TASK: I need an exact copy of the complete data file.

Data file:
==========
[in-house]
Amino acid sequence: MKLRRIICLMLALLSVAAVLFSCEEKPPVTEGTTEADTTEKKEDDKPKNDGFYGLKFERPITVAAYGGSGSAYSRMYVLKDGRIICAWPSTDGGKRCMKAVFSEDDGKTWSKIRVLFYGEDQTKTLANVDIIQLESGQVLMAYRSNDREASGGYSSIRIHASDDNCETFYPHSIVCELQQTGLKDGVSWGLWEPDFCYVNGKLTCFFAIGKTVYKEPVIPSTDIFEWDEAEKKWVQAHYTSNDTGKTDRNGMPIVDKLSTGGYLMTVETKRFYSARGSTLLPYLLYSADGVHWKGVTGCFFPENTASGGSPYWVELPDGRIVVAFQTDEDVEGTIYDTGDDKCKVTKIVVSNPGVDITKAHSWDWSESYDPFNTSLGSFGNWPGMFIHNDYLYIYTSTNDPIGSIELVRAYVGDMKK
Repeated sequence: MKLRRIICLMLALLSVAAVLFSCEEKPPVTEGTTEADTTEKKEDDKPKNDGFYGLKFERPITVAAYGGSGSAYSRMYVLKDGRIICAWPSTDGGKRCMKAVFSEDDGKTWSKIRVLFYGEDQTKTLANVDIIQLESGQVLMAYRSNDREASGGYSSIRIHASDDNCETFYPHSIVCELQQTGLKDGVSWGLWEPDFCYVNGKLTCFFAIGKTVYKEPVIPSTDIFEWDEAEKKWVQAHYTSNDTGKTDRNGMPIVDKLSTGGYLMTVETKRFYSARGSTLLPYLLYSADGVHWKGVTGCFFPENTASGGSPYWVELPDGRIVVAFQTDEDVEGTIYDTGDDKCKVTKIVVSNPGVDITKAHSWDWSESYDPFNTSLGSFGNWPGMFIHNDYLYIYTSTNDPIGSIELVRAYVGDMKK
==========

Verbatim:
[in-house]
Amino acid sequence: MKLRRIICLMLALLSVAAVLFSCEEKPPVTEGTTEADTTEKKEDDKPKNDGFYGLKFERPITVAAYGGSGSAYSRMYVLKDGRIICAWPSTDGGKRCMKAVFSEDDGKTWSKIRVLFYGEDQTKTLANVDIIQLESGQVLMAYRSNDREASGGYSSIRIHASDDNCETFYPHSIVCELQQTGLKDGVSWGLWEPDFCYVNGKLTCFFAIGKTVYKEPVIPSTDIFEWDEAEKKWVQAHYTSNDTGKTDRNGMPIVDKLSTGGYLMTVETKRFYSARGSTLLPYLLYSADGVHWKGVTGCFFPENTASGGSPYWVELPDGRIVVAFQTDEDVEGTIYDTGDDKCKVTKIVVSNPGVDITKAHSWDWSESYDPFNTSLGSFGNWPGMFIHNDYLYIYTSTNDPIGSIELVRAYVGDMKK
Repeated sequence: MKLRRIICLMLALLSVAAVLFSCEEKPPVTEGTTEADTTEKKEDDKPKNDGFYGLKFERPITVAAYGGSGSAYSRMYVLKDGRIICAWPSTDGGKRCMKAVFSEDDGKTWSKIRVLFYGEDQTKTLANVDIIQLESGQVLMAYRSNDREASGGYSSIRIHASDDNCETFYPHSIVCELQQTGLKDGVSWGLWEPDFCYVNGKLTCFFAIGKTVYKEPVIPSTDIFEWDEAEKKWVQAHYTSNDTGKTDRNGMPIVDKLSTGGYLMTVETKRFYSARGSTLLPYLLYSADGVHWKGVTGCFFPENTASGGSPYWVELPDGRIVVAFQTDEDVEGTIYDTGDDKCKVTKIVVSNPGVDITKAHSWDWSESYDPFNTSLGSFGNWPGMFIHNDYLYIYTSTNDPIGSIELVRAYVGDMKK